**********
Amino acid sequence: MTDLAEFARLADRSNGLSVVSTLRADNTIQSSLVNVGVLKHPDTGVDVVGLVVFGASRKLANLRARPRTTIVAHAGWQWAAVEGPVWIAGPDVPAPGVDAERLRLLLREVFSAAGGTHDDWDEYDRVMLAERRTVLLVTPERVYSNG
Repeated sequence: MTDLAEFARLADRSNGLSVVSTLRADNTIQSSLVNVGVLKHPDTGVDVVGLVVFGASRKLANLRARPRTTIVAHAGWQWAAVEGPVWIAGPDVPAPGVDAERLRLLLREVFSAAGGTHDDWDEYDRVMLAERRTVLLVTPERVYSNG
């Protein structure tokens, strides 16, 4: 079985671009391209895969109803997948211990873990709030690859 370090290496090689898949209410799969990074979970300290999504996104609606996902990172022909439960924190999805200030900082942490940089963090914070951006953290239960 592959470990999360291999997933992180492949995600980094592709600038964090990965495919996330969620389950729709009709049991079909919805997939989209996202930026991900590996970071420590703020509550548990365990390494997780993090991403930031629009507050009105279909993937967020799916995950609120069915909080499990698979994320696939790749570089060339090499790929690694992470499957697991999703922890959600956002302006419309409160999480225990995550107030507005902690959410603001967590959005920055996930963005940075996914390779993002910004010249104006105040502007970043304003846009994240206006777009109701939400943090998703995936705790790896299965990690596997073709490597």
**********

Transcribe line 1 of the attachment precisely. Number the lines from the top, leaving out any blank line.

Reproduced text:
Amino acid sequence: MTDLAEFARLADRSNGLSVVSTLRADNTIQSSLVNVGVLKHPDTGVDVVGLVVFGASRKLANLRARPRTTIVAHAGWQWAAVEGPVWIAGPDVPAPGVDAERLRLLLREVFSAAGGTHDDWDEYDRVMLAERRTVLLVTPERVYSNG